What Are the Uses of Titration?


Titration refers to a procedure where a solution of known concentration is used to determine the concentration of an unknown solution. Usually, the known solution is added from a burette to a known amount of the unknown solution until the reaction is complete.
5 Additional Answers
Titration is used in major industries that deal with quantitative chemical analysis and in laboratories. These include dairy farms, oil industries, wine industries, cosmetic industries, and health industries. It determines the concentration of a solution through neutralisation.
Titration determines the acidity of a sample of WVO by the dropwise addition of a known base to the sample while testing. Titrations are a very common procedure held in secondary education, to assess a chemistry student's practical aptitude. Titrations in the petrochemical or food industry to define oils, fats or biodiesel and similar substances.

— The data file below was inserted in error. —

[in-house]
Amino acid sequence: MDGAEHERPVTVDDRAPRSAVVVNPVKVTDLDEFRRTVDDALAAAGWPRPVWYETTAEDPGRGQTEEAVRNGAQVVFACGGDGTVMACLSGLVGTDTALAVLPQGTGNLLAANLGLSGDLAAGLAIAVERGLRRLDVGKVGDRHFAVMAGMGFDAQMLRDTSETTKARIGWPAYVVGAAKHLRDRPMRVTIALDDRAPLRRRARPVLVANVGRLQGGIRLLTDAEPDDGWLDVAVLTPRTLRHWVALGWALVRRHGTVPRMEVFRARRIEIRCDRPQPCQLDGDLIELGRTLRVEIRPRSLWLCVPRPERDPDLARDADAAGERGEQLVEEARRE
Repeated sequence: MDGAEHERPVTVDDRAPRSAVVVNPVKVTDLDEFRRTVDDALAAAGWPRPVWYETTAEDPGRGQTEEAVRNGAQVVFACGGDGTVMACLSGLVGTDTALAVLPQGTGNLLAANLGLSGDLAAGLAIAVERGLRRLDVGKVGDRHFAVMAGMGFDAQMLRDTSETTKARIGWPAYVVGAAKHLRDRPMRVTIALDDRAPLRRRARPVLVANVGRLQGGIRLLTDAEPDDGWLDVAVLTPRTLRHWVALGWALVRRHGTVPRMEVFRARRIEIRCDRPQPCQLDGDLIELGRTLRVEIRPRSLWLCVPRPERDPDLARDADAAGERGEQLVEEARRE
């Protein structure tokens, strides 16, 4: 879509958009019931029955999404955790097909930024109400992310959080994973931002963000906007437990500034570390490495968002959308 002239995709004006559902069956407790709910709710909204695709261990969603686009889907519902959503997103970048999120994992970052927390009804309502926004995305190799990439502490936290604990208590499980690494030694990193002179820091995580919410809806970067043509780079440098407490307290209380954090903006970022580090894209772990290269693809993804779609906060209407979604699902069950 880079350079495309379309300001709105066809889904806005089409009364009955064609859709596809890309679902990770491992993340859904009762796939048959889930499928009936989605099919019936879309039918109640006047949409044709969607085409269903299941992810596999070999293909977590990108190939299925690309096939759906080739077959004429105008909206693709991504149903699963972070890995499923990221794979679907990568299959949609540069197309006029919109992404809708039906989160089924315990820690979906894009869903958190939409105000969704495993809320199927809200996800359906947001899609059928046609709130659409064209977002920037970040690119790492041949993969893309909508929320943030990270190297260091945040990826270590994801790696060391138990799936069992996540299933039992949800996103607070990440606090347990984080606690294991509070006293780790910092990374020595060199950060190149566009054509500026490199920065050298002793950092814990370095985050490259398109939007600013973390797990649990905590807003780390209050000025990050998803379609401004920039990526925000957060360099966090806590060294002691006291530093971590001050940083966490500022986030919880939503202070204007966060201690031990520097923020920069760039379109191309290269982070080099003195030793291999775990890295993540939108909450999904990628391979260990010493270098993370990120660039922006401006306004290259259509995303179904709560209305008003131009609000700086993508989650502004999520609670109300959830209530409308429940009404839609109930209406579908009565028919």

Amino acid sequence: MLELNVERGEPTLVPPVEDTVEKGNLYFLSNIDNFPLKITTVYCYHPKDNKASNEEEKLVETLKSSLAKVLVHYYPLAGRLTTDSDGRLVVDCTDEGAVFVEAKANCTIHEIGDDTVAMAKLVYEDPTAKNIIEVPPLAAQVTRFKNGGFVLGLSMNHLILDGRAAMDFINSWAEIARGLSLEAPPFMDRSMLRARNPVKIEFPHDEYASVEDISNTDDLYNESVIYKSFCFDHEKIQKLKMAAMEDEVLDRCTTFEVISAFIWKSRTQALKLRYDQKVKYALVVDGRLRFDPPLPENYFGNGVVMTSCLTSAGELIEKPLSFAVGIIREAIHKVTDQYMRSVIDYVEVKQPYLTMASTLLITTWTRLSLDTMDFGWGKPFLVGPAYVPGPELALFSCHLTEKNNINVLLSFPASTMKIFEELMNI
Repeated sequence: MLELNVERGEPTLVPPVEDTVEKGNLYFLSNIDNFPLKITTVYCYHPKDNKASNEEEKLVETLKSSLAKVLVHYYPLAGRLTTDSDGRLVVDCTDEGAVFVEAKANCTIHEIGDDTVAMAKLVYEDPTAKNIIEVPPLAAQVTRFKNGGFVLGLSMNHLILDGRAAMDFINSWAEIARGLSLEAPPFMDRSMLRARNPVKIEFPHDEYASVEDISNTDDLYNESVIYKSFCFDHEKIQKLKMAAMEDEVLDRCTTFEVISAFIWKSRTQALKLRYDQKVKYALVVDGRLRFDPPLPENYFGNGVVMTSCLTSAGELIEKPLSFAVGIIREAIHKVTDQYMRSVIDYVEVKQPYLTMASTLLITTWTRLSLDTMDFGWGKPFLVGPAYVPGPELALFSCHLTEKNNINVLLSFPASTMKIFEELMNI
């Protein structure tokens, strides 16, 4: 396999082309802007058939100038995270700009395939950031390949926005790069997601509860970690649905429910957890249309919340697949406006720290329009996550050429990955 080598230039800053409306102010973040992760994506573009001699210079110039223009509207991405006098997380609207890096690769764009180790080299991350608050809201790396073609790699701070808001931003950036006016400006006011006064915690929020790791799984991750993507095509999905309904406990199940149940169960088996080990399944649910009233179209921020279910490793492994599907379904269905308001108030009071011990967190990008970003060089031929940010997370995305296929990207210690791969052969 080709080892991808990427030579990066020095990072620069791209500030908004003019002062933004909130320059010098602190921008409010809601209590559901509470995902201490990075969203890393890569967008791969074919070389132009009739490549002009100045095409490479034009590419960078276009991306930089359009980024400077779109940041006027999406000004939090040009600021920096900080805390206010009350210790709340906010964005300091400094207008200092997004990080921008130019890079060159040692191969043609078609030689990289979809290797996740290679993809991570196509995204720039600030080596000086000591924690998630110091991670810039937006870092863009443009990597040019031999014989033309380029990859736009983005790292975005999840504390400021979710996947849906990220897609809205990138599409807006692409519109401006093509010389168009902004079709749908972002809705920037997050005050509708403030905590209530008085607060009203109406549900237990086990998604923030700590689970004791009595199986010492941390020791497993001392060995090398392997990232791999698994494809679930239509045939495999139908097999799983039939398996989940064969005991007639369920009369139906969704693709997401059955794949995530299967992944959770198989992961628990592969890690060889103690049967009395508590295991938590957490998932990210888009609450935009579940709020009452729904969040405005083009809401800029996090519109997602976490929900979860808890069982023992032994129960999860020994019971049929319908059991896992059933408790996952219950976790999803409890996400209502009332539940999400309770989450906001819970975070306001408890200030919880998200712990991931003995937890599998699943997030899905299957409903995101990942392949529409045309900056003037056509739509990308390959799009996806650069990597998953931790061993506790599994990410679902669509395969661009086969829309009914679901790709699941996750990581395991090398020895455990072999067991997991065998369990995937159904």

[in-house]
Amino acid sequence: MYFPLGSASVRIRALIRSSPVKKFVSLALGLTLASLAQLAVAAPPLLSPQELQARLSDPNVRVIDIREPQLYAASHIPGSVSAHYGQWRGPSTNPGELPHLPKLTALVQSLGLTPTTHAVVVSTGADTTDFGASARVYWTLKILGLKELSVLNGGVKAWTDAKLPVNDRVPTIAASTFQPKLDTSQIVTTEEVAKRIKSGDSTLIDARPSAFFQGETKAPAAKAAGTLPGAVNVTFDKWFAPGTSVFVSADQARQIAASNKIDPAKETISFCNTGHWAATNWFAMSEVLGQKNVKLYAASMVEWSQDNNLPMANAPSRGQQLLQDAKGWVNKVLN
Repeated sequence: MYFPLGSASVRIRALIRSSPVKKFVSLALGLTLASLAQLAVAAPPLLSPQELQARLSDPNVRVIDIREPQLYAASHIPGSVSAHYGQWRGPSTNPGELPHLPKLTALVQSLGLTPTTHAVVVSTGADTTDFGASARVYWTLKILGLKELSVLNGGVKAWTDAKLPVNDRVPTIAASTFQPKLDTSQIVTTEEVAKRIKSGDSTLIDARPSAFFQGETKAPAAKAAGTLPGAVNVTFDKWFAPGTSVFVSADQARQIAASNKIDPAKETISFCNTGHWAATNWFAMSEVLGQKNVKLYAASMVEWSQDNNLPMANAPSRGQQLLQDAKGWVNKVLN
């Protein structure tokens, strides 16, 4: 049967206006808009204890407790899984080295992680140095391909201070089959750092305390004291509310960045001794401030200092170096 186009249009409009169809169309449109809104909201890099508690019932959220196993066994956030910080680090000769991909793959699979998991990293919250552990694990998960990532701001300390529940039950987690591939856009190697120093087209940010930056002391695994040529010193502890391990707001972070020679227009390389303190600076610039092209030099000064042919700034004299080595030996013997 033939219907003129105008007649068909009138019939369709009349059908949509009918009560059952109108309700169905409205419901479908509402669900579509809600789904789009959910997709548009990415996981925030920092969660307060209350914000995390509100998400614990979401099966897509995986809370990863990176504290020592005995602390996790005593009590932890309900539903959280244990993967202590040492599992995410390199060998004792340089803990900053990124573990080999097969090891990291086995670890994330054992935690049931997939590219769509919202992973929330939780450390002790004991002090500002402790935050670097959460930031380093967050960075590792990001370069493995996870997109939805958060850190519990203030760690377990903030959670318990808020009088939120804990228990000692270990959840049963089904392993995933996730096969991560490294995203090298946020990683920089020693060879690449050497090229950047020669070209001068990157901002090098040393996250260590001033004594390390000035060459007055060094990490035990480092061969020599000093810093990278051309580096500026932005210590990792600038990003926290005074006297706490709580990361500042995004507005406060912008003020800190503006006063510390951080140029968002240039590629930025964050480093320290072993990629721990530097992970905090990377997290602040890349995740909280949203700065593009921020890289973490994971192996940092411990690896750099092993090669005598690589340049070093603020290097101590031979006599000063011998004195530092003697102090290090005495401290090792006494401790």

Titration is the method of analysis that allows you to determine the precise endpoint of a reaction and the precise quantity of reactant in the titration flask most commonly between an acid and a base.
Titration is an experimental process in which a standard solution in a calibrated container is added to a measured volume of sample until an endpoint, like colour change, is attained. The sample volume and the volume of standard solution are then used to calculate the concentration of a specific material.
Titration is a regular laboratory procedure of quantitative chemical study that is used to ascertain the unidentified concentration of a known analyte. An identified concentration and quantity of titrant reacts with a solution of analyte to establish concentration.
About -  Privacy -  Careers -  Ask Blog -  Mobile -  Help -  Feedback  -  Sitemap  © 2015 Ask.com